The Enlightenment concepts of first principles and natural rights were important to the Founders. They served as the basis for the Declaration of Independence, Constitution, and many other founding documents. Interestingly, the 9th and 10th Amendments are imbued with first principles, often called the Founding Principles.
The amendments read:
9th The enumeration in the Constitution of certain rights shall not be construed to deny or disparage others retained by the people.
10th The powers not delegated to the United States by the Constitution, nor prohibited by it to the States, are reserved to the States respectively, or to the people.
Forty-nine words. That’s all it took for the First Congress to articulate these founding principles:
When Americans added a Bill of Rights, they used two of the ten amendments to remind the government that certain principles were intrinsic to the document. What would the Founders think about first principles? Here is what they and a couple modern presidents have said in their own words.
In disquisitions of every kind there are certain primary truths, or first principles, upon which all subsequent reasoning must depend. Alexander Hamilton, Federalist 31
What is a Constitution? It is the form of government, delineated by the mighty hand of the people, in which certain first principles of fundamental law are established. The Constitution is certain and fixed; it contains the permanent will of the people, and is the supreme law of the land…and can be revoked or altered only by the authority that made it. William Paterson, Constitutional Convention delegate and author of New Jersey Plan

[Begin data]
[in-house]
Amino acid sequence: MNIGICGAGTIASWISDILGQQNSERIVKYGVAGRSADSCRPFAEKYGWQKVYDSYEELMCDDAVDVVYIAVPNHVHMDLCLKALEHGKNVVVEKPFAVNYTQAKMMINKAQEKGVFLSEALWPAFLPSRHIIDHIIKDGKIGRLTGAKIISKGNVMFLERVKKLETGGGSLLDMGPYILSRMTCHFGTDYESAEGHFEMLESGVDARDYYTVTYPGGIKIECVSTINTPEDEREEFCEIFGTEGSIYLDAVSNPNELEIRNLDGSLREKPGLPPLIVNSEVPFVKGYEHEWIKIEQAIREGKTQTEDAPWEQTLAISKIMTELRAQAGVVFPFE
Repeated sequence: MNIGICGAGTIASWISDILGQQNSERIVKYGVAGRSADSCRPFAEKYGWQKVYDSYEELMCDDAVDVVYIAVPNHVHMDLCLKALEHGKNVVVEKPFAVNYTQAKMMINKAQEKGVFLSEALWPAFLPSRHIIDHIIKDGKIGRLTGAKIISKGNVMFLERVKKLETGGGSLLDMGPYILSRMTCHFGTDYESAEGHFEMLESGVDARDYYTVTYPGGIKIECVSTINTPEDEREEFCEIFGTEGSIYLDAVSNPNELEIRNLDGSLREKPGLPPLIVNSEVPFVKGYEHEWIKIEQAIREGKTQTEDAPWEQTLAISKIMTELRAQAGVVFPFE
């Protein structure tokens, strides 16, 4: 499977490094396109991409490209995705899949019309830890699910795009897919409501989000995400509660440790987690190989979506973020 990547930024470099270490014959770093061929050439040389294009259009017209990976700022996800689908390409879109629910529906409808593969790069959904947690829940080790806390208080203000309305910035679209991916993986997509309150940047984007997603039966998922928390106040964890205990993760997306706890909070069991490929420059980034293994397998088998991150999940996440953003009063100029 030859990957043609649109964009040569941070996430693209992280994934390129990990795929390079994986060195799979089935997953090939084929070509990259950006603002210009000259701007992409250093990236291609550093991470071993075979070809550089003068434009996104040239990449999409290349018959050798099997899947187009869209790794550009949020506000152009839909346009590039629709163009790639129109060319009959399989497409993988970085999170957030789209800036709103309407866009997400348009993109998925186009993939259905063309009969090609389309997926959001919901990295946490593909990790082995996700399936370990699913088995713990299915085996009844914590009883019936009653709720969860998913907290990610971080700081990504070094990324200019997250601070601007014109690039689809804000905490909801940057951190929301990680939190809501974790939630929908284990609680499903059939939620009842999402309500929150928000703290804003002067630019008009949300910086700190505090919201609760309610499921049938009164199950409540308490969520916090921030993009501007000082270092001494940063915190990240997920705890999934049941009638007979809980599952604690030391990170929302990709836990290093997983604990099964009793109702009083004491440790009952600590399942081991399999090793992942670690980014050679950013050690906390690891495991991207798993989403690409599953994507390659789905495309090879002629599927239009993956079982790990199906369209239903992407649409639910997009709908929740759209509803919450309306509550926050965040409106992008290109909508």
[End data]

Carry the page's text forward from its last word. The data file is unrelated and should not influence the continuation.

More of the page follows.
On the distinctive principles of the government of our State, and of that of the United States, the best guides are to be found in, 1. The Declaration of Independence, as the fundamental act of union of these States. 2. The book known by the title of “The Federalist,” being an authority to which appeal is habitually made by all, and rarely declined or denied by any as evidence of the general opinion of those who framed, and of those who accepted the Constitution of the United States, on questions as to its genuine meaning. 3. The Resolutions of the General Assembly of Virginia in 1799 on the subject of the alien and sedition laws, which appeared to accord with the predominant sense of the people of the United States. 4. The valedictory address of President Washington, as conveying political lessons of peculiar value. —
James Madison, University of Virginia, 1834Thomas Jefferson, March 4, 1825
It is, indeed, of little consequence who governs us, if they sincerely and zealously cherish the principles of union and republicanism.—Thomas Jefferson
The deterioration of a government begins almost always by a decay of its principles.—Montesquieu
A people that values its privileges above its principles soon loses both.—Dwight D. Eisenhower, President
We’ve gone astray from first principles.—Ronald Reagan, President